I was a child the first time I heard of the trans-siberian railway. I remember it was a documentary on TV and although the journey took place during the winter, (which is far from my favourite season of the year), it planted a tiny travelling seed in my head. One day, I will take that trip. So here I am today,one day before it all starts. I can’t even begin to describe the excitement.
I started organising the trip back in January and spent most of the in between, booking accommodation, train tickets, sending e-mails to embassies and populating spreadsheets on Google Drive with things to do, where to eat, essentials, documents necessary to acquire our visas.
We have chosen the transmongolian route to Beijing, leaving every Tuesday from Moscow, which is the first place, I’m going to see. If any of you read my post at some point last year on St. Petersburg, I can’t say I was a happy bunny during my visit. I mean I nearly lost my sight there among other things.
Mother Russia didn’t disappoint me this time either, as when it comes to Russian and their visas, there’s bound to be a problem. No offence dear Russians out there. What happens when you don’t pay great attention to the tips in The Man in Seat Sixty-One? Well, you end up with a visa that allows you to stay in Russia, only for the days you will be in Moscow. What about the days you will be on the train going through Moscow until it reaches the Mongolian border? The answer is fuck, fuck, fuck… I felt a bit like Hugh Grant in Four Weddings and a Funeral, bugger, bugger.
I immediately contacted someone at the Visa Application Centre in London, who advised me to do another visa application, including the dates I would be on the train. That meant going through the whole process again and paying another visa fee. Within a day of sending off my visa, I got a telephone call from another employee at the application centre, advising me that as I didn’t have visa support documents for the days I would be on the train, I needed to get another set of documents stating the new dates. They didn’t care, I didn’t have accommodation for the extra dates. The annoying bit was that to get to that solution, we ended up talking on the phone for at least half an hour, during which the lovely otherwise Russian, was never sure about what he was advising me to do and to my every “are you sure” question, he answered with, “I’m not sure let me check.” Luckily, I got my visa back with the correct dates the second time round hurrah.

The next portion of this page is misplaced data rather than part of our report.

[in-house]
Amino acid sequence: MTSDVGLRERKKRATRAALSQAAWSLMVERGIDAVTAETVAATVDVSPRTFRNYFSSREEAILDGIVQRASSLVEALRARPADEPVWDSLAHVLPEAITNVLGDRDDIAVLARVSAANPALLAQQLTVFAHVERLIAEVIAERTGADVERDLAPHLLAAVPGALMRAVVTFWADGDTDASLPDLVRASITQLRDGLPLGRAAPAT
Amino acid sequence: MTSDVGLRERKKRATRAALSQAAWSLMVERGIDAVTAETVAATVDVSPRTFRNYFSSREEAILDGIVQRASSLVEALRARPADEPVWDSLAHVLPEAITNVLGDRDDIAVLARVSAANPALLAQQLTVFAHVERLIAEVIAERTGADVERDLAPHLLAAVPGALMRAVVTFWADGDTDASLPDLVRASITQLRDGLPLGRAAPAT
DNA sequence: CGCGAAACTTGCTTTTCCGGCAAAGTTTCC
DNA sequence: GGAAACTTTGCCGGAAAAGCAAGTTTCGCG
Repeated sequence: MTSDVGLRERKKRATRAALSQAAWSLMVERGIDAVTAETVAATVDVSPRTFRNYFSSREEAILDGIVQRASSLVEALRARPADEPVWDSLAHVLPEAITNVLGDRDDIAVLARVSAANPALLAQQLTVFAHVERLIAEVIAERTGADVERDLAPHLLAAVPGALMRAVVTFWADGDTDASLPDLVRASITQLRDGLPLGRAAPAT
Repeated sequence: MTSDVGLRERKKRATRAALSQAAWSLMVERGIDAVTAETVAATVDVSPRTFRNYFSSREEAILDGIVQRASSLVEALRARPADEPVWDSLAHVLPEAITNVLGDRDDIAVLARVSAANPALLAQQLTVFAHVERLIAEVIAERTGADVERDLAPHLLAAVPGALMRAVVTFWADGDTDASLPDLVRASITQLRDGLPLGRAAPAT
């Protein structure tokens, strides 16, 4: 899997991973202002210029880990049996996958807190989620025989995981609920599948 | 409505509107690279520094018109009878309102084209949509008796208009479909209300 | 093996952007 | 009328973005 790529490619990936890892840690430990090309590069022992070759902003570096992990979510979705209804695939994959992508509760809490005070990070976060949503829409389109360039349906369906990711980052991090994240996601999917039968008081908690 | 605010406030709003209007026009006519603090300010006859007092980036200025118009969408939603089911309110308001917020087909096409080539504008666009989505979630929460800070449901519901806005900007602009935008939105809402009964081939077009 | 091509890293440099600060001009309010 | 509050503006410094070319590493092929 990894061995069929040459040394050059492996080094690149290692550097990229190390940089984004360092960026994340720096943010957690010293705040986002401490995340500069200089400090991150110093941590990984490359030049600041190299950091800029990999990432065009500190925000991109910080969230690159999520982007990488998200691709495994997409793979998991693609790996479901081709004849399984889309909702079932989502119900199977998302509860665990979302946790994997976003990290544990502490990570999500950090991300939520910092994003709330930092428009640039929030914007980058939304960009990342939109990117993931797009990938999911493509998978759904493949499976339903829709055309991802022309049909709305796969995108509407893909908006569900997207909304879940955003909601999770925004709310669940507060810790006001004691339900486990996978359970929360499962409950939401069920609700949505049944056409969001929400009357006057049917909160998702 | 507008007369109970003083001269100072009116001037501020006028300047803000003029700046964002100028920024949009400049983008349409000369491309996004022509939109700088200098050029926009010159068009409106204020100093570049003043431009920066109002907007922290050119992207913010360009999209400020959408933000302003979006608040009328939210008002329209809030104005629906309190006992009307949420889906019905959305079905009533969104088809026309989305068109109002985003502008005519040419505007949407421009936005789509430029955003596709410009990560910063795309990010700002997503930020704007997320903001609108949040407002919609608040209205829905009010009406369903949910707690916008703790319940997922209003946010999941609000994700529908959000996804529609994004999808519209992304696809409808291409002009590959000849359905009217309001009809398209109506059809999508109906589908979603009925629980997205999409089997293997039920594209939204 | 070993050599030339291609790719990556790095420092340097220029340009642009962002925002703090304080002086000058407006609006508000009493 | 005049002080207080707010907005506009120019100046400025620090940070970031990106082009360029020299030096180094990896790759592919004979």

From Russia the train reaches Mongolia and from there it goes to Beijing. And here comes the other painful visa. If you work in publishing, they will make you suffer. In addition to the normal documents, I had to provide them with a letter stating, I will be there only on holidays, a letter from my employer stating the same, full itinerary, with inbound and outbound tickets, as well as hotel bookings, tour bookings and every possible piece of paper I had to prove I was going there on holidays only. The correspondence with Real Russia was really nerve-wracking. Argh! It all paid off, as I got my visa, for 30 days of stay as opposed to my boyfriend’s who provided the same documents, working also in publishing, which is for only 5 days. We will be in China for 7. Do I need to repeat, bugger, bugger? No time to do something about it now, so that will definitely ensure an element of adventure.
Since I started writing this our pile of paper has somehow doubled in size
Did you spot the little craft title I put in there? 3 1/2 days on the train, there will certainly be some time to learn how to crochet, hehe, especially if one of these days, I will be by myself due to the short Chinese visa of my co-traveler.
In addition to that, there’s some food and other supplies
And of course my clothes that need to fit in the infamous purple suitcase, which had its fair share of adventure already.